>> 
>>   ulimit -Hs
>> 
>> It seems that Mac OS X may not be as generous and enforces a hard limit of 16 MB [3].
>> 
>> Note that resource limits are set on a per-process basis and are inherited by child processes. Changing it this way will apply, for example, to a Python shell started subsequently within the same shell session, but changes are lost once the session is terminated.
>> 
>> (2) It is also possible to change resource limits directly from within Python:
>> 
>>   import resource
>>   resource.setrlimit(resource.RLIMIT_STACK, (-1, -1))
>> 
>> will have the same effect as the first shell command above, i.e. lifting the stack size limit.
>> 
>> 
>> Background: I have experienced program crashes while trying to confirm that some road graphs from the 9th DIMACS challenge [1] are indeed strongly connected by transforming them into an EdgeList-compatible format and using NetworKit's Python interface to compute SCCs.
>> 
>> MWE using a DIMACS graph (reproducible on e.g. compute3.iti.kit.edu):
>> 
>> - shell command for fetching CAL instance and converting it to an edge list:
>> 
>> curl http://www.dis.uniroma1.it/challenge9/data/USA-road-t/USA-road-t.CAL.gr.gz | \
>>   zcat | awk '/^a / { print $2 " " $3 " " $4 }' >USA-road-t.CAL.wel
>> 
>> - interactive Python3 session:
>> 
>>   >>> from networkit import *
>>   >>> gr = readGraph("USA-road-t.CAL.wel", fileformat=Format.EdgeList, separator=" ", \
>>   ... firstNode=1, commentPrefix="c", continuous=True, directed=True)
>>   >>> s = components.StronglyConnectedComponents(gr)
>>   >>> s.run()
>>   Segmentation fault (core dumped)
>> 
>> With a web graph from the SNAP dataset repository:
>> 
>> - fetching dataset:
>>   curl http://snap.stanford.edu/data/web-Google.txt.gz | zcat >web-Google.txt
>> 
>> - interactive Python3 session:
>> 
>>   >>> from networkit import *
>>   >>> gr = readGraph("web-Google.txt", fileformat=Format.EdgeListTabZero, \
>>   ... commentPrefix="#", continuous=True, directed=True)
>>   >>> s = components.StronglyConnectedComponents(gr)
>>   >>> s.run()
>>   Segmentation fault (core dumped)
>> 
>> Both examples run fine with the stack limit removed as shown above.
>> 
>> 
>> The attached patch (scc-iter.patch, against current Dev [5750:e0903081deb1]) is an experimental attempt to work around limited stack size by employing an iterative adaption of the existing implementation in StronglyConnectedComponents::run(). It provides the alternative method runIteratively(), which uses an additional std::vector-based stack instead of the program call stack. I am sharing it here for the curious and interested -- it has not been tested thoroughly, and it currently relies on an additional interface function hacked into the Graph class (namely Graph::getIthNeighbor) for obtaining the i-th outgoing neighbor of a node in constant time.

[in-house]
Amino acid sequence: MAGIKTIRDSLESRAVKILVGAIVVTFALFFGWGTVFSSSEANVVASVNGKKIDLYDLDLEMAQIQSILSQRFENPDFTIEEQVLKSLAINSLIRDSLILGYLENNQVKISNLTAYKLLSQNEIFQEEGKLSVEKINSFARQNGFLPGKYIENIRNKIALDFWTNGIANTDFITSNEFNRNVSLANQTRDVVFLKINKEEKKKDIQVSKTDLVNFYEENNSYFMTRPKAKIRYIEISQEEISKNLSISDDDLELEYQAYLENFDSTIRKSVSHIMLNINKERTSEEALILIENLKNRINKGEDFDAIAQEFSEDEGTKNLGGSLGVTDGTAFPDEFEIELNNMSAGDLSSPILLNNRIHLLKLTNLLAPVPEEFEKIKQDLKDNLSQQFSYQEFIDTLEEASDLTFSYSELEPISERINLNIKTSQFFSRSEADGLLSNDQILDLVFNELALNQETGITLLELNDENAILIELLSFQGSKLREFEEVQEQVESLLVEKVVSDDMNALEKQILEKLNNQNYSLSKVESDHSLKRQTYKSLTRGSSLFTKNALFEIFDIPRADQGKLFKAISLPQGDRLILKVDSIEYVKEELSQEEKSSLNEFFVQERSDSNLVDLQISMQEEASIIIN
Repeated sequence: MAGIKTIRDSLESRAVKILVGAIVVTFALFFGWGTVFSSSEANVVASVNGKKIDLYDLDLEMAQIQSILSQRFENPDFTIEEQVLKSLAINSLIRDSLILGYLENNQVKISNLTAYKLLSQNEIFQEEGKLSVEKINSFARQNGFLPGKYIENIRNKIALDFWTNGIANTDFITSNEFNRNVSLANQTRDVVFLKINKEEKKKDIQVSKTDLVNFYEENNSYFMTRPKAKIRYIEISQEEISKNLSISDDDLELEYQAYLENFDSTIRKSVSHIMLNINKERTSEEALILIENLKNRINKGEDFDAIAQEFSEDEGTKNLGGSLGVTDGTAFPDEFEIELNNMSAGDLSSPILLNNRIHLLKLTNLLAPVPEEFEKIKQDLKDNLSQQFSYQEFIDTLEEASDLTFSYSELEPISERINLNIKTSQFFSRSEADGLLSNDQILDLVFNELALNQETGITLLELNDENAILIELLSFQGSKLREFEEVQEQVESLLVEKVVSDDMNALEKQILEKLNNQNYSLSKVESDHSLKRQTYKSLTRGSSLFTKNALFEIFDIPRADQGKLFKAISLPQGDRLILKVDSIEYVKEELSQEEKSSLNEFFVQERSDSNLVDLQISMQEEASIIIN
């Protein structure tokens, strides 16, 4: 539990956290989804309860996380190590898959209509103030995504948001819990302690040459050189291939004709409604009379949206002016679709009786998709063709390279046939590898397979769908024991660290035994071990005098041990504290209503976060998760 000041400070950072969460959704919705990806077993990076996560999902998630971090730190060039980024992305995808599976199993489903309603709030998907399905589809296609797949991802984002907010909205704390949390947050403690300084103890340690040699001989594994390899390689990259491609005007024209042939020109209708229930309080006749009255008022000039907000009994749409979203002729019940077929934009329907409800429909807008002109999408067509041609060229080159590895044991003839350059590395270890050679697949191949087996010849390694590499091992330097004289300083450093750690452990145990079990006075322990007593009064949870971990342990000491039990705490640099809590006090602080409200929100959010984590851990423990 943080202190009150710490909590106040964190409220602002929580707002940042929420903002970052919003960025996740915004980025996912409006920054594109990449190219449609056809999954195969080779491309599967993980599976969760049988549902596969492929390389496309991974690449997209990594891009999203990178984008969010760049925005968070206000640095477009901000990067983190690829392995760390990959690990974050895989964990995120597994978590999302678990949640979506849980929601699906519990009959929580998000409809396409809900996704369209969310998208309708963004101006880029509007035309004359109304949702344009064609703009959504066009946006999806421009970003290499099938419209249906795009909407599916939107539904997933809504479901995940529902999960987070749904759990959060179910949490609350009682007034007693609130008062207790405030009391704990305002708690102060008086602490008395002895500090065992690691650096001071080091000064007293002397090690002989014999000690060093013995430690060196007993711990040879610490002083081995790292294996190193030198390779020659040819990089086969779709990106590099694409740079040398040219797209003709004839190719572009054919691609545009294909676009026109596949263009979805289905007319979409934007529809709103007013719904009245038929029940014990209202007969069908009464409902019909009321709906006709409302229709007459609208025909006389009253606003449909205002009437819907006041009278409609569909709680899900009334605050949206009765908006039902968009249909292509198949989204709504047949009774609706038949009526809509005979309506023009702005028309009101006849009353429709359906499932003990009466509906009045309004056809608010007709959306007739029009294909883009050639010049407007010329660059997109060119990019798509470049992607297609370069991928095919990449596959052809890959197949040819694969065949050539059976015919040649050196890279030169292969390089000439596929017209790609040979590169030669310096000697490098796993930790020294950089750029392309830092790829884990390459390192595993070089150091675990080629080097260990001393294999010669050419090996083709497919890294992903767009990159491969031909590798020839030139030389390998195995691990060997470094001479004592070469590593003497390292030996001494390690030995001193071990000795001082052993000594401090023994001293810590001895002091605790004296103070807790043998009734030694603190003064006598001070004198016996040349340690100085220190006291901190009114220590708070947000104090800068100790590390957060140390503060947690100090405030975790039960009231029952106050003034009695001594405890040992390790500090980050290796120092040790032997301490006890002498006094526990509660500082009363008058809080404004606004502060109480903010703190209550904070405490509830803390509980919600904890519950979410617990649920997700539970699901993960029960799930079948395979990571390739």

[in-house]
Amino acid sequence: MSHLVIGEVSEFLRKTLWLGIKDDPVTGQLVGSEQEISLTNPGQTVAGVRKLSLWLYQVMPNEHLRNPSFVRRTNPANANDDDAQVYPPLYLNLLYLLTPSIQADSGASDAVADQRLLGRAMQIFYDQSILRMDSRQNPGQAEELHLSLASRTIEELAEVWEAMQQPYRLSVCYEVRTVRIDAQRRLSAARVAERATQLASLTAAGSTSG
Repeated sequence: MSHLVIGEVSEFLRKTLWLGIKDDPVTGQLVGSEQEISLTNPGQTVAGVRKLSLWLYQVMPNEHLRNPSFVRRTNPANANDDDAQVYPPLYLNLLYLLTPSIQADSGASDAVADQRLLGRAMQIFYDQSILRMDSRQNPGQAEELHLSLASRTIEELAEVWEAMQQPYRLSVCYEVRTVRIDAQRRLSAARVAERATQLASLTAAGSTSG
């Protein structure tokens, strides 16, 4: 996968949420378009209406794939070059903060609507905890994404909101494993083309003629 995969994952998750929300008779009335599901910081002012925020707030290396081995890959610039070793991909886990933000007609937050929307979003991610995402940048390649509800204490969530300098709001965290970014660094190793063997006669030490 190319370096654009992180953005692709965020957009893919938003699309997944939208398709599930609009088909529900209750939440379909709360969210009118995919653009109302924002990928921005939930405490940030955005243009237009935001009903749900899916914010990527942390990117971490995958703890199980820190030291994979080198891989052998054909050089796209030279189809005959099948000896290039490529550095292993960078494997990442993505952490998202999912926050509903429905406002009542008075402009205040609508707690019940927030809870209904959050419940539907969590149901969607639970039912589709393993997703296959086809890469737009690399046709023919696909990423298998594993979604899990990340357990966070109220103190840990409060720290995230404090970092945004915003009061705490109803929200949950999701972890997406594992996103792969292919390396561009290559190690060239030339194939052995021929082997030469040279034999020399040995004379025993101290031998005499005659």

>> 
>> It seems to work fine on the two instances mentioned above and is slightly faster (about 10%) for the strongly connected road graph (one component) than the recursive baseline and slightly slower (again about 10%) for the web graph, for which roughly half of its nodes are in one SCC, while most others build components of size 1.  Again, no extensive evaluation has been performed, but these preliminary findings line up with my intuition that call-stack recursion performs very well because it is based on a dedicated hardware register/memory layout and does not require explicit boundary checks or initialization, not to mention compiler optimizations that may take advantage of (partial) function inlining. The overhead of storing additional return addresses and padding stack frames seems to show only for a larger recursion depth.
>> 
>> 
>> Regards
>> 
>> Obada
>> 
>> [1] http://stackoverflow.com/questions/2656722/
>> [2] http://www.dis.uniroma1.it/challenge9/download.shtml
>> [3] http://stackoverflow.com/questions/13245019/
>> [4] https://en.wikipedia.org/wiki/Tarjan%27s_strongly_connected_components_algorithm
>> 
>>